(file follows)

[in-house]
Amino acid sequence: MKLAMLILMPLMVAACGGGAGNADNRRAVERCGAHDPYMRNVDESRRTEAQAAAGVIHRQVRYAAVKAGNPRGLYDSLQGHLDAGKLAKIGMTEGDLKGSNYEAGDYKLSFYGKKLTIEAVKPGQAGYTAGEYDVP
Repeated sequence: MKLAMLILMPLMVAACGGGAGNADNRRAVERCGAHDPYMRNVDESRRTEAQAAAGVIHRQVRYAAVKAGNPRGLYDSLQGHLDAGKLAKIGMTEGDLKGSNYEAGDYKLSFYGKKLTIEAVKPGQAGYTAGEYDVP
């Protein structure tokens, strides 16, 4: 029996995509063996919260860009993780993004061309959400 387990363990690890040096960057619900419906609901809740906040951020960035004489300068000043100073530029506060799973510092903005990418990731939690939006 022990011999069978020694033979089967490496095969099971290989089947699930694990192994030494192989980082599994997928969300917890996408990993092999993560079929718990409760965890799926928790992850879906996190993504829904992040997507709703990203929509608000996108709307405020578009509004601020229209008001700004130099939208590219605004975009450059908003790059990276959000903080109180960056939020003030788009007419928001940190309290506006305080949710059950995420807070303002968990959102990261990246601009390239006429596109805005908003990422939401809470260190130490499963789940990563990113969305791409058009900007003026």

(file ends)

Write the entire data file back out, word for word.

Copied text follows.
[in-house]
Amino acid sequence: MKLAMLILMPLMVAACGGGAGNADNRRAVERCGAHDPYMRNVDESRRTEAQAAAGVIHRQVRYAAVKAGNPRGLYDSLQGHLDAGKLAKIGMTEGDLKGSNYEAGDYKLSFYGKKLTIEAVKPGQAGYTAGEYDVP
Repeated sequence: MKLAMLILMPLMVAACGGGAGNADNRRAVERCGAHDPYMRNVDESRRTEAQAAAGVIHRQVRYAAVKAGNPRGLYDSLQGHLDAGKLAKIGMTEGDLKGSNYEAGDYKLSFYGKKLTIEAVKPGQAGYTAGEYDVP
């Protein structure tokens, strides 16, 4: 029996995509063996919260860009993780993004061309959400 387990363990690890040096960057619900419906609901809740906040951020960035004489300068000043100073530029506060799973510092903005990418990731939690939006 022990011999069978020694033979089967490496095969099971290989089947699930694990192994030494192989980082599994997928969300917890996408990993092999993560079929718990409760965890799926928790992850879906996190993504829904992040997507709703990203929509608000996108709307405020578009509004601020229209008001700004130099939208590219605004975009450059908003790059990276959000903080109180960056939020003030788009007419928001940190309290506006305080949710059950995420807070303002968990959102990261990246601009390239006429596109805005908003990422939401809470260190130490499963789940990563990113969305791409058009900007003026």